Stability and control of the lower body are key to mastering the art of chipping
By Matthew Brookes
The final piece of the puzzle for chipping is regarding the short game sequence. Do look back at the first video on the Golf Digest Middle East website, where we covered gym exercises that’ll help improve your body’s ability to move in the correct manner and the second shoot on pressure points and head movement in the swing using the ‘Swing Catalyst’ motion plate to help master this technique.
This month’s edition is about having the correct sequence when chipping. This sequence is very different to the ‘Kinematic Sequence’ used in the full swing and is called the ‘Finesse Sequence’.
This sequence is vital to help produce enough bounce and to help deliver the club at the correct angle at impact. Where in the full swing we start with the hips turning in the downswing, when chipping we should actually reverse this sequence and have the hips move last or certainly move a lot less.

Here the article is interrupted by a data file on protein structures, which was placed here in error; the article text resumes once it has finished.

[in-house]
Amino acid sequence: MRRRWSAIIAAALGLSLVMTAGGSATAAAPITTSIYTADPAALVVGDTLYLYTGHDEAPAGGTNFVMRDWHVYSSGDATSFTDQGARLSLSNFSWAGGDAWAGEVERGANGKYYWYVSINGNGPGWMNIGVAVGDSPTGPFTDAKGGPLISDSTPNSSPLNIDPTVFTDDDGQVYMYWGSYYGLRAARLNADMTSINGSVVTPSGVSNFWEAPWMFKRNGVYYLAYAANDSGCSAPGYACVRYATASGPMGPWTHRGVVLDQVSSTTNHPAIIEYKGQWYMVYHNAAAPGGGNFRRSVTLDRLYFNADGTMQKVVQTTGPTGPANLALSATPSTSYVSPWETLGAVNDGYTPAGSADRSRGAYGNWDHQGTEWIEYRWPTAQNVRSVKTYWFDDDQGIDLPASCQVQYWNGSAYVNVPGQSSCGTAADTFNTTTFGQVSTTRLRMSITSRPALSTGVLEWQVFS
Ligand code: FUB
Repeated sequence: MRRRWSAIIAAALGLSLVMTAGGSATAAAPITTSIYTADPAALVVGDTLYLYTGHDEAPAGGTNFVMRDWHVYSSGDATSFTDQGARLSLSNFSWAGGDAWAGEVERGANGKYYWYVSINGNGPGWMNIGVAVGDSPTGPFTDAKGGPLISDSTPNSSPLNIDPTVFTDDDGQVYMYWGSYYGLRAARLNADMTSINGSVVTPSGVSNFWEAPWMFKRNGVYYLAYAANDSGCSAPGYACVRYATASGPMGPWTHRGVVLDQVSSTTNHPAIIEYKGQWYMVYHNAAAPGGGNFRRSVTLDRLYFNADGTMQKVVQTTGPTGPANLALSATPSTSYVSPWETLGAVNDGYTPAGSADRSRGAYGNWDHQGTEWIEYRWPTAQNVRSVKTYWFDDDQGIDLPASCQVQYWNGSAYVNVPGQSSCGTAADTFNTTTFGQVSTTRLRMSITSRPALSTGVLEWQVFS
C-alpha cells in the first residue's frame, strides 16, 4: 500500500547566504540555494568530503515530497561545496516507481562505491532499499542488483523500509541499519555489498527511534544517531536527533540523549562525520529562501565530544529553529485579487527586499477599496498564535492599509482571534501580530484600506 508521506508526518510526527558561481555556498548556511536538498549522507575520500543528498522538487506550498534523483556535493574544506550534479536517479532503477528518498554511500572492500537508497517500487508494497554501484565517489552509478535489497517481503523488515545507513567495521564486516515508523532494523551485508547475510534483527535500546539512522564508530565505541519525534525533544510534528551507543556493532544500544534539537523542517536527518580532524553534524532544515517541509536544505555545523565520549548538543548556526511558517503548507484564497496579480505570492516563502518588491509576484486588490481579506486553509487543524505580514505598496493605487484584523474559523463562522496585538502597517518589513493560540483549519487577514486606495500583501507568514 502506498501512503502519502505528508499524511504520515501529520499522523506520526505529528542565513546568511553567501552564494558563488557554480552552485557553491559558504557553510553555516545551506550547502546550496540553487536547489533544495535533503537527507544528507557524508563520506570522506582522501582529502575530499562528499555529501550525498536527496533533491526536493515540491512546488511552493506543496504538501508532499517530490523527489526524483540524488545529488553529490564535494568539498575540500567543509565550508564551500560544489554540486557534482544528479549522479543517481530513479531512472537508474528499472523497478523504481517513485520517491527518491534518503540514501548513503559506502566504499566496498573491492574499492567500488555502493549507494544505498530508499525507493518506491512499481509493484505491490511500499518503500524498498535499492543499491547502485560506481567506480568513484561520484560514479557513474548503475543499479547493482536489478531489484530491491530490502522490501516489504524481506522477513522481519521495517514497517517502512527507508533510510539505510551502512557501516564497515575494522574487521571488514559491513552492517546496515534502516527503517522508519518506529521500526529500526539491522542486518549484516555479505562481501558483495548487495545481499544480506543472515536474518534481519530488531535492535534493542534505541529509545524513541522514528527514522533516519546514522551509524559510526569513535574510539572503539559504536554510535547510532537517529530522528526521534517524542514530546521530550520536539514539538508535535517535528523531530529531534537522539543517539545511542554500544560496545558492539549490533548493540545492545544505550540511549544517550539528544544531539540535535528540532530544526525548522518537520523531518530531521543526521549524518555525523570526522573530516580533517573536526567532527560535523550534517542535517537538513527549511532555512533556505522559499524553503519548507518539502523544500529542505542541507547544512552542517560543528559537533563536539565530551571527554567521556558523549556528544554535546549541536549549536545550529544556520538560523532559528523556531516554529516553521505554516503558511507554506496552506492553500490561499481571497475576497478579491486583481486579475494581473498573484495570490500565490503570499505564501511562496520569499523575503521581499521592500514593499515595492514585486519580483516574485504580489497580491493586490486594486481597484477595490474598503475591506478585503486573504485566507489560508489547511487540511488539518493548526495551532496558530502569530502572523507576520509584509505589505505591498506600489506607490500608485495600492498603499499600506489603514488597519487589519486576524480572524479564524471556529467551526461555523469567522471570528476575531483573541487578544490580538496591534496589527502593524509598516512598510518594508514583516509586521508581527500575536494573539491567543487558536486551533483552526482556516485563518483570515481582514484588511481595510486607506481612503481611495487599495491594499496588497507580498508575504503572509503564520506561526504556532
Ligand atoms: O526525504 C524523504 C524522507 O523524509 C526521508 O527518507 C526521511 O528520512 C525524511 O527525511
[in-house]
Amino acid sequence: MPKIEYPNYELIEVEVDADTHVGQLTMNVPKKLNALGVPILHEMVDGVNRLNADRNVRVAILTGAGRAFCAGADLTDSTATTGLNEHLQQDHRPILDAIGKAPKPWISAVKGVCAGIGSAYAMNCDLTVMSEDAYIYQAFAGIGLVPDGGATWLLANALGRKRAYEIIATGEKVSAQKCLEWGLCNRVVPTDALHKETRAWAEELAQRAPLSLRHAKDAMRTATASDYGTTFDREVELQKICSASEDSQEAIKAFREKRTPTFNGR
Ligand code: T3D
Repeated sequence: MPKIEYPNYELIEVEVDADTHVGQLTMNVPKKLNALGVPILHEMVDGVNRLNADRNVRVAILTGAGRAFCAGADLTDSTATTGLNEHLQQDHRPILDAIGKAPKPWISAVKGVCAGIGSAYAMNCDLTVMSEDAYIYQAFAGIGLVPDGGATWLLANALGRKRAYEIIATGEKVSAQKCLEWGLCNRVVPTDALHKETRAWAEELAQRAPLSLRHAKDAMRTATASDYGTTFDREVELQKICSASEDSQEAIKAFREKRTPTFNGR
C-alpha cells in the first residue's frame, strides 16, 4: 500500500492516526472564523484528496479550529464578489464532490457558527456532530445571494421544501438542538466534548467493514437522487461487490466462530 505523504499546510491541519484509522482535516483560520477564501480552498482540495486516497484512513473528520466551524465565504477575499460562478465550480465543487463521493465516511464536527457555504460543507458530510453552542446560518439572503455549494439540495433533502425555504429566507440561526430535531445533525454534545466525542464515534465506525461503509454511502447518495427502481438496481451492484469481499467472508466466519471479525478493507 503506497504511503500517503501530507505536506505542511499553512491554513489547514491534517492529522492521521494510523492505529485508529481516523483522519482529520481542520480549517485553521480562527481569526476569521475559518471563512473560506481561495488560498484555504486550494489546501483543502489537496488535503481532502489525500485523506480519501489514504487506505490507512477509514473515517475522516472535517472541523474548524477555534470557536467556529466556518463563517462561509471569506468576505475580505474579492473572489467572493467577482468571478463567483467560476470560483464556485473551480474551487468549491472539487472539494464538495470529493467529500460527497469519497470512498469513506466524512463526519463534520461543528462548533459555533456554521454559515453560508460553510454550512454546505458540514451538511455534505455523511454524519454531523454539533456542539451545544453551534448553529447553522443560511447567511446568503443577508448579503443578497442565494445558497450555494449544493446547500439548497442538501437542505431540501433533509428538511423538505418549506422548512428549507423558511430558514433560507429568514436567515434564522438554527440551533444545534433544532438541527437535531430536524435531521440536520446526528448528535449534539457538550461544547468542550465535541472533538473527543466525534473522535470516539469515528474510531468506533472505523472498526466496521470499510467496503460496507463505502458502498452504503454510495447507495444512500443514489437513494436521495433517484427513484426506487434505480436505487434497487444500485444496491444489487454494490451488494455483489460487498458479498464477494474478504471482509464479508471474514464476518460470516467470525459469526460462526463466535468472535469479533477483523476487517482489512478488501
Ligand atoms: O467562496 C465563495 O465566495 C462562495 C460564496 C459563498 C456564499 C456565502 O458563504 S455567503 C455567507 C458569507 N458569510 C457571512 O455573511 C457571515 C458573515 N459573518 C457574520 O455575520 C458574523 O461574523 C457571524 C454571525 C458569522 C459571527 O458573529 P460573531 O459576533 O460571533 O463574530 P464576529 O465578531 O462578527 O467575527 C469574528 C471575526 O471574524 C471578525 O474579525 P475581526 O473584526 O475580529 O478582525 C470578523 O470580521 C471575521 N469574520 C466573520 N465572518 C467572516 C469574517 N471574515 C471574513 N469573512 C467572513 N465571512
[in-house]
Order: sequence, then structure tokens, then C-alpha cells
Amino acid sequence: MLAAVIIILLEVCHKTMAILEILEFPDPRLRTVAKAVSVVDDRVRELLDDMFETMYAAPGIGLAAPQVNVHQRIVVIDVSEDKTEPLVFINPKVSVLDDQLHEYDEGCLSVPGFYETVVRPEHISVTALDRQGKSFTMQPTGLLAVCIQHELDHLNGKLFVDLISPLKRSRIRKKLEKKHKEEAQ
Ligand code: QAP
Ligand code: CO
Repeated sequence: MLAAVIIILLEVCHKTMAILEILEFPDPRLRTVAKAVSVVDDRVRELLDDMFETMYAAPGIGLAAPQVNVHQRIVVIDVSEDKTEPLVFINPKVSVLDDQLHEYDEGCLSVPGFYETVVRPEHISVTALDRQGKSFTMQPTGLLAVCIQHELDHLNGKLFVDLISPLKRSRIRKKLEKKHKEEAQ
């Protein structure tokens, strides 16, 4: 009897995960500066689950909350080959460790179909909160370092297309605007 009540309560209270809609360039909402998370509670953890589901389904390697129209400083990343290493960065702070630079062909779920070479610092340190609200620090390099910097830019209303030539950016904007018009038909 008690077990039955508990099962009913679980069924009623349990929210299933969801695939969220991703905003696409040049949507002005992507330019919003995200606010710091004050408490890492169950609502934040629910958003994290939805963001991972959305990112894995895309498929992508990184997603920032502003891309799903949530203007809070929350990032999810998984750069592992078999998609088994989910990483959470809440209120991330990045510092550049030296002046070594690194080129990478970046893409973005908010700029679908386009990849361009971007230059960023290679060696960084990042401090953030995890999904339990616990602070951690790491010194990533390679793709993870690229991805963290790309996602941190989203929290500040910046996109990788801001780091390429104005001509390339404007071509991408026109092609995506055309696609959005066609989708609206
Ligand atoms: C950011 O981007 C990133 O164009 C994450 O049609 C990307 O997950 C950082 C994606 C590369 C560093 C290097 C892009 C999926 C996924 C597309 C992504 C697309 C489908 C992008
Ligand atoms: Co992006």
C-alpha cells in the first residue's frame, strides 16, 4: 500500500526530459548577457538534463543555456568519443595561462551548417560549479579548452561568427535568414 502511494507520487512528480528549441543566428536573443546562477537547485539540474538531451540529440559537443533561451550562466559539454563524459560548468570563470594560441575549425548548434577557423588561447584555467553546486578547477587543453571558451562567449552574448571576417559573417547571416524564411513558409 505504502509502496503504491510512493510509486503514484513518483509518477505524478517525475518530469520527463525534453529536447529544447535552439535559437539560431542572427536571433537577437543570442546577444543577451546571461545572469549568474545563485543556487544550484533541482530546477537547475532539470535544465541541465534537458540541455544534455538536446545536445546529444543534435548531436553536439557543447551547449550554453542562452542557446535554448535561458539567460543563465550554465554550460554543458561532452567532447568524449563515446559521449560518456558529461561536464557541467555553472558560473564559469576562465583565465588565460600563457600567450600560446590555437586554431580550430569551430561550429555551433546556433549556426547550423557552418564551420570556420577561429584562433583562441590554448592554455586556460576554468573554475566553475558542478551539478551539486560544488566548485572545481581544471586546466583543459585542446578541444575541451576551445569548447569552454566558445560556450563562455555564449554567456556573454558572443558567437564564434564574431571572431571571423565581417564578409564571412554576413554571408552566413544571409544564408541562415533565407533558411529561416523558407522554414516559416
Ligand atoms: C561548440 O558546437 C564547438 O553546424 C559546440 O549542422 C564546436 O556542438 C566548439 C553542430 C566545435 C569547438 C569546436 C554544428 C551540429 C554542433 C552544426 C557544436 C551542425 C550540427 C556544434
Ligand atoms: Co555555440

Stability and control of the lower body is key to help with this movement. A good drill to help you get this feeling and take it into the shot itself is the single leg chip. For a right-handed player stand on your lead leg and have the ball opposite the foot. Your trail foot should be on its tip toe slightly behind you. Once in position and balanced, chip the ball no further than five yards in the air and feel how the low body is limited in rotation. This is the feeling you want to take into the normal chip and once the swing gets any longer than this the lower body should start to rotate that little more towards the target.
Matthew Brookes is a PGA teaching professional and golf-specific fitness trainer at Dubai Creek Golf & Yacht Club’s Peter Cowen Academy Dubai.
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